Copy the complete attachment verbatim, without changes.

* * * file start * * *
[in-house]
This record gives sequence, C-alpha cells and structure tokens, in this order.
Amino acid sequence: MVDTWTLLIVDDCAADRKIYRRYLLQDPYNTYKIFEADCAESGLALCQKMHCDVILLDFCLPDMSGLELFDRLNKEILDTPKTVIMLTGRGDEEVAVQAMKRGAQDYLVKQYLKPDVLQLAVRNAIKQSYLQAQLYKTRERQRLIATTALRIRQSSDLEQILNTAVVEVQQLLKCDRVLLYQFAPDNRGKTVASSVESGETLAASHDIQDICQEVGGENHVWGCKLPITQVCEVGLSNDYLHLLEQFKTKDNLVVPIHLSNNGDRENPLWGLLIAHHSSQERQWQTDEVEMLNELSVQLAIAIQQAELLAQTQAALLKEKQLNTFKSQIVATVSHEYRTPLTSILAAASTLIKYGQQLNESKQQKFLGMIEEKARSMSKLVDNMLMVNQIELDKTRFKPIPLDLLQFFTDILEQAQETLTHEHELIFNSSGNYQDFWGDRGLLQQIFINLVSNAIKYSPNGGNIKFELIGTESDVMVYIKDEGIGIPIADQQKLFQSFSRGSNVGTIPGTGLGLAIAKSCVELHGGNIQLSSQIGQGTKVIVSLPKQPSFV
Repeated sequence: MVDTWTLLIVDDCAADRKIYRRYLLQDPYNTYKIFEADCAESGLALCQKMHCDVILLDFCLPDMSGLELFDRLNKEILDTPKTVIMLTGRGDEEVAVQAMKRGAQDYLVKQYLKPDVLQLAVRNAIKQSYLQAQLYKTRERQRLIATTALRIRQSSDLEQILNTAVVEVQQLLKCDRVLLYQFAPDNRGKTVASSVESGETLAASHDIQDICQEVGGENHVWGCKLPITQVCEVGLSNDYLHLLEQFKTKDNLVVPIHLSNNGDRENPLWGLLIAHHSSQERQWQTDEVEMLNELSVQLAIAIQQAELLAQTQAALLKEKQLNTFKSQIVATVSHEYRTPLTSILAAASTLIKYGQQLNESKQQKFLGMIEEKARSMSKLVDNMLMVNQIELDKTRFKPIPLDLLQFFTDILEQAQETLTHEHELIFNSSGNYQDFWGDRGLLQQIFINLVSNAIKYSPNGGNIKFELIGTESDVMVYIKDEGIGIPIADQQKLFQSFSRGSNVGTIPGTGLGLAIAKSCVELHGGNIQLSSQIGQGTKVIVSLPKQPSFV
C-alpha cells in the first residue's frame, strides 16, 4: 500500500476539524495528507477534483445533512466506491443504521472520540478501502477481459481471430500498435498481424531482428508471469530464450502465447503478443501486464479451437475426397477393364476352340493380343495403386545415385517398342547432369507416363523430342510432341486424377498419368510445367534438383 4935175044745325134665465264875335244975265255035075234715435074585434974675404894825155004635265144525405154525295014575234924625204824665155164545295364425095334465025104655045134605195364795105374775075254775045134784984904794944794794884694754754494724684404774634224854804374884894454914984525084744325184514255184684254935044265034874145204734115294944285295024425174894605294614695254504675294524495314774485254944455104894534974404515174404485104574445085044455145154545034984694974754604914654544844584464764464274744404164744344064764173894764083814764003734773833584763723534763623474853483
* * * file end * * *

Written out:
[in-house]
This record gives sequence, C-alpha cells and structure tokens, in this order.
Amino acid sequence: MVDTWTLLIVDDCAADRKIYRRYLLQDPYNTYKIFEADCAESGLALCQKMHCDVILLDFCLPDMSGLELFDRLNKEILDTPKTVIMLTGRGDEEVAVQAMKRGAQDYLVKQYLKPDVLQLAVRNAIKQSYLQAQLYKTRERQRLIATTALRIRQSSDLEQILNTAVVEVQQLLKCDRVLLYQFAPDNRGKTVASSVESGETLAASHDIQDICQEVGGENHVWGCKLPITQVCEVGLSNDYLHLLEQFKTKDNLVVPIHLSNNGDRENPLWGLLIAHHSSQERQWQTDEVEMLNELSVQLAIAIQQAELLAQTQAALLKEKQLNTFKSQIVATVSHEYRTPLTSILAAASTLIKYGQQLNESKQQKFLGMIEEKARSMSKLVDNMLMVNQIELDKTRFKPIPLDLLQFFTDILEQAQETLTHEHELIFNSSGNYQDFWGDRGLLQQIFINLVSNAIKYSPNGGNIKFELIGTESDVMVYIKDEGIGIPIADQQKLFQSFSRGSNVGTIPGTGLGLAIAKSCVELHGGNIQLSSQIGQGTKVIVSLPKQPSFV
Repeated sequence: MVDTWTLLIVDDCAADRKIYRRYLLQDPYNTYKIFEADCAESGLALCQKMHCDVILLDFCLPDMSGLELFDRLNKEILDTPKTVIMLTGRGDEEVAVQAMKRGAQDYLVKQYLKPDVLQLAVRNAIKQSYLQAQLYKTRERQRLIATTALRIRQSSDLEQILNTAVVEVQQLLKCDRVLLYQFAPDNRGKTVASSVESGETLAASHDIQDICQEVGGENHVWGCKLPITQVCEVGLSNDYLHLLEQFKTKDNLVVPIHLSNNGDRENPLWGLLIAHHSSQERQWQTDEVEMLNELSVQLAIAIQQAELLAQTQAALLKEKQLNTFKSQIVATVSHEYRTPLTSILAAASTLIKYGQQLNESKQQKFLGMIEEKARSMSKLVDNMLMVNQIELDKTRFKPIPLDLLQFFTDILEQAQETLTHEHELIFNSSGNYQDFWGDRGLLQQIFINLVSNAIKYSPNGGNIKFELIGTESDVMVYIKDEGIGIPIADQQKLFQSFSRGSNVGTIPGTGLGLAIAKSCVELHGGNIQLSSQIGQGTKVIVSLPKQPSFV
C-alpha cells in the first residue's frame, strides 16, 4: 500500500476539524495528507477534483445533512466506491443504521472520540478501502477481459481471430500498435498481424531482428508471469530464450502465447503478443501486464479451437475426397477393364476352340493380343495403386545415385517398342547432369507416363523430342510432341486424377498419368510445367534438383 4935175044745325134665465264875335244975265255035075234715435074585434974675404894825155004635265144525405154525295014575234924625204824665155164545295364425095334465025104655045134605195364795105374775075254775045134784984904794944794794884694754754494724684404774634224854804374884894454914984525084744325184514255184684254935044265034874145204734115294944285295024425174894605294614695254504675294524495314774485254944455104894534974404515174404485104574445085044455145154545034984694974754604914654544844584464764464274744404164744344064764173894764083814764003734773833584763723534763623474853483